Lisa Wright is a business reporter with the Toronto Star, which has the largest circulation in Canada. The paper has an enormous impact on Canada’s federal and provincial politics as well as shaping public opinion.
After decades in the mining game, Goldcorp Inc. has finally figured out a way for its worker bees to make “liquid gold.” The enterprising environmental team at the Canadian company’s subsidiary in Timmins has transformed an old mine tailings property into a real hive of activity, where bees make honey amid the tall grass and flowering vegetation that until recently was a barren wasteland.
The Vancouver-based mining giant inherited the mined-out land as part of its purchase of a massive property known as Porcupine Gold Mines (PGM) in the northern Ontario city back in 2006.
The 58 hectares called the Coniaurum (which is Latin for constant gold) was mined for nearly 50 years and then abruptly abandoned in 1961 following a serious storm that breached tailings containment dams and caused discharge problems. Back then the industry was an unregulated wild west where miners would dig in and then just duck out when they were done.
Enter Goldcorp and modern day mining. Coniaurum is one of 20 burnt out mines amid its PGM operations and the first to be renewed as a wildlife habitat and rolling green field — and also an experimental ground on how to resurrect the rest of these eyesores.
“As a kid, I used to play with my buddies there and I can tell you it was a very different place,” says Timmins Mayor Tom Laughren, a lifelong resident.
“It reminded me of pictures you would see of war zones around the world, so to see how green and clean it is today is just amazing,” he says.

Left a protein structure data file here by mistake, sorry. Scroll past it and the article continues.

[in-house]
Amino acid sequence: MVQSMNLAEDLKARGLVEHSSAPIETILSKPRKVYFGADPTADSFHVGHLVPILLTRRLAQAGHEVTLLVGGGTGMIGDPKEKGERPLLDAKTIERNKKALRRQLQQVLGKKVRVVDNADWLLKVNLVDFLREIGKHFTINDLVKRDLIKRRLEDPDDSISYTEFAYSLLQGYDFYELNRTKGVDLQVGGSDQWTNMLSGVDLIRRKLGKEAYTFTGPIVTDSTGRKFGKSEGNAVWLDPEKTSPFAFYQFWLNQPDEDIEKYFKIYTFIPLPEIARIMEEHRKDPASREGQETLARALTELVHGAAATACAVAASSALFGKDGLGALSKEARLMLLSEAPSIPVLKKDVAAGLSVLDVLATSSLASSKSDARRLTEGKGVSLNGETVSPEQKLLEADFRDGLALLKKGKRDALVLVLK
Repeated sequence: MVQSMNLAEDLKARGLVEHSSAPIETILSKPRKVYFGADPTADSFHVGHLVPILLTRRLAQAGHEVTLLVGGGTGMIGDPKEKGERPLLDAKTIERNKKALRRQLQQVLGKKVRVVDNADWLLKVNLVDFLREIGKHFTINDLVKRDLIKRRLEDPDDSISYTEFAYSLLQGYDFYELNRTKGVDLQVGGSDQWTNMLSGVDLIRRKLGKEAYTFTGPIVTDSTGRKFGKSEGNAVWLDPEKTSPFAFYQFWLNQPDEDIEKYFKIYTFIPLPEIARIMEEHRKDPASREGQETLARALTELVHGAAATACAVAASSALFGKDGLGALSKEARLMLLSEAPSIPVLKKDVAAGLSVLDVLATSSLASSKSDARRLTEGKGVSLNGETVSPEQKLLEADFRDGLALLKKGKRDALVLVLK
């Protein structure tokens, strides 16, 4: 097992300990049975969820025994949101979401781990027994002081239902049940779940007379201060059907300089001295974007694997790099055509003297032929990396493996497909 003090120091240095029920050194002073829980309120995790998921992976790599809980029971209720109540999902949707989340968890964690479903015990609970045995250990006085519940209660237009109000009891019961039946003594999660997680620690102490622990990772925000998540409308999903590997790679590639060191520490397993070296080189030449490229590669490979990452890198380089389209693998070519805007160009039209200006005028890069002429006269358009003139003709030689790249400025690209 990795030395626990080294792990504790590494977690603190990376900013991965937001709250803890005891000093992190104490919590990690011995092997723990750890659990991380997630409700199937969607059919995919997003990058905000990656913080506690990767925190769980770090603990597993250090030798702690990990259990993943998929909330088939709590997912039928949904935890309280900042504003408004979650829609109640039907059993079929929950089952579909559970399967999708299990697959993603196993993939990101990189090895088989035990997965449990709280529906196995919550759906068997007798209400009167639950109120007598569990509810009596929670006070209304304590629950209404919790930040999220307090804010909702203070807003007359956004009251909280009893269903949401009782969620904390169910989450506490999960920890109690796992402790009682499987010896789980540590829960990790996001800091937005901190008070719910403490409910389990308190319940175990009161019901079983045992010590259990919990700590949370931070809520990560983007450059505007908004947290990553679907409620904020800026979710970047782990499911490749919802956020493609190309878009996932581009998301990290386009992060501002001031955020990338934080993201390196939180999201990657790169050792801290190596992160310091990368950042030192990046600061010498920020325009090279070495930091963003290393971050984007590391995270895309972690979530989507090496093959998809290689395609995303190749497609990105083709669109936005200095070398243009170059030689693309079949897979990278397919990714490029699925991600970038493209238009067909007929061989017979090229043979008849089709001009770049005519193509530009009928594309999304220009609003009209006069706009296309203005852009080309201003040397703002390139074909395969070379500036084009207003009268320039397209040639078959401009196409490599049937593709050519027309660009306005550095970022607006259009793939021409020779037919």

Former companies that mined the Porcupine area — now the longest continually operating gold district in North America with two operating mines and exploration still underway after a century — gave the industry a black eye because they would take the resources and disappear without giving back, says Laughren.
“Mining has evolved, and we aren’t just going to leave that mess behind,” says Dave Bucar, PGM’s strategic development manager who oversaw the $3 million project.
Goldcorp has committed about $10 million a year to an extensive rehabilitation across the city. For its efforts, the company’s team in Timmins won the top annual environmental award at a Sudbury mining convention in June for the unique reclamation project, which went above and beyond the usual requirements for re-greening old tailings sites.
It didn’t happen overnight. After consultations with local community group, Porcupine Watchful Eye, work began six years ago to stabilize the site that resembled a moonscape. Over time, depression areas were filled in and bio-solids were applied and topped with wild seed mix to promote vegetation growth such as natural grass, shrubs and trees.
This in turn has attracted wildlife. Coniaurum is now home to various birds of prey along with bears, moose, foxes and rabbits.
They also installed an enclosed area of hives (fenced off to keep the bears out) so that bees can safely produce what the company refers to as “liquid gold” — a tip of the hat to the historic use of the site.
“It’s the best honey I’ve ever tasted,” says Goldcorp’s environmental manager László Götz, who is admittedly a tad biased.
They only produce 40 litres a season so it’s not for sale, he says.
The project has also drawn the curiosity of local students and tour groups from around the world — namely Shania Twain fan clubs looking for an authentic experience in their favourite singer’s birthplace.
Underground mine tours have always been a popular attraction in the gold-rich city, but people are also interested to see what happens once miners have packed up and left, notes Götz.
For the rest of this article, please go to the Toronto Star website: http://www.thestar.com/business/article/1029384–liquid-gold-a-big-hit-in-shania-s-hometown